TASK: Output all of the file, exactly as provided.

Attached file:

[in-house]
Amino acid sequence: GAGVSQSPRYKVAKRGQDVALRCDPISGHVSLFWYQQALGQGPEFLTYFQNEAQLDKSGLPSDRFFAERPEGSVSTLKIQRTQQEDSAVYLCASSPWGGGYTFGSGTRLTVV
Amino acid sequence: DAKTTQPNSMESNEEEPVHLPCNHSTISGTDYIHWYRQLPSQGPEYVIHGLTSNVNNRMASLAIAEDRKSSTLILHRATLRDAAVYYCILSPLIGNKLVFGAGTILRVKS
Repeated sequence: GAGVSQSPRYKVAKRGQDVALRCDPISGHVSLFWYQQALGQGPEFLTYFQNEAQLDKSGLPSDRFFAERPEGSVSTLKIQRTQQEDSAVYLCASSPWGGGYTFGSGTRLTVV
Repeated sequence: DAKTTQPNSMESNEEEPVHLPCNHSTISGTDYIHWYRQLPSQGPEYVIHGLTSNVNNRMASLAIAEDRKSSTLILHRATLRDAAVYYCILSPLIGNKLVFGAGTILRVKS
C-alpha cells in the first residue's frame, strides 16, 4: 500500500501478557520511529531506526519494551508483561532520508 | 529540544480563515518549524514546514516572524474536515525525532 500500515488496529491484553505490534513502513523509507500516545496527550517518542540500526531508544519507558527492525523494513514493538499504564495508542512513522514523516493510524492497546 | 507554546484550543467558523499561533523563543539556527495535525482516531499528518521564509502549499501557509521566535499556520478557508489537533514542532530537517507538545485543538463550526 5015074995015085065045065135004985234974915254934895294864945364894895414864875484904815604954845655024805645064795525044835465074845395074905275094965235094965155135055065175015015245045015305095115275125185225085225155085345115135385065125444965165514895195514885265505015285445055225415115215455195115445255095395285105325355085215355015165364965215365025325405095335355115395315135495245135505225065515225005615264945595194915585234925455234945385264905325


[in-house]
Amino acid sequence: GAGVSQSPRYKVAKRGQDVALRCDPISGHVSLFWYQQALGQGPEFLTYFQNEAQLDKSGLPSDRFFAERPEGSVSTLKIQRTQQEDSAVYLCASSPWGGGYTFGSGTRLTVV
Amino acid sequence: DAKTTQPNSMESNEEEPVHLPCNHSTISGTDYIHWYRQLPSQGPEYVIHGLTSNVNNRMASLAIAEDRKSSTLILHRATLRDAAVYYCILSPLIGNKLVFGAGTILRVKS
Repeated sequence: GAGVSQSPRYKVAKRGQDVALRCDPISGHVSLFWYQQALGQGPEFLTYFQNEAQLDKSGLPSDRFFAERPEGSVSTLKIQRTQQEDSAVYLCASSPWGGGYTFGSGTRLTVV
Repeated sequence: DAKTTQPNSMESNEEEPVHLPCNHSTISGTDYIHWYRQLPSQGPEYVIHGLTSNVNNRMASLAIAEDRKSSTLILHRATLRDAAVYYCILSPLIGNKLVFGAGTILRVKS
C-alpha cells in the first residue's frame, strides 16, 4: 500500500501478557520511529531506526519494551508483561532520508 | 529540544480563515518549524514546514516572524474536515525525532 500500515488496529491484553505490534513502513523509507500516545496527550517518542540500526531508544519507558527492525523494513514493538499504564495508542512513522514523516493510524492497546 | 507554546484550543467558523499561533523563543539556527495535525482516531499528518521564509502549499501557509521566535499556520478557508489537533514542532530537517507538545485543538463550526 5015074995015085065045065135004985234974915254934895294864945364894895414864875484904815604954845655024805645064795525044835465074845395074905275094965235094965155135055065175015015245045015305095115275125185225085225155085345115135385065125444965165514895195514885265505015285445055225415115215455195115445255095395285105325355085215355015165364965215365025325405095335355115395315135495245135505225065515225005615264945595194915585234925455234945385264905325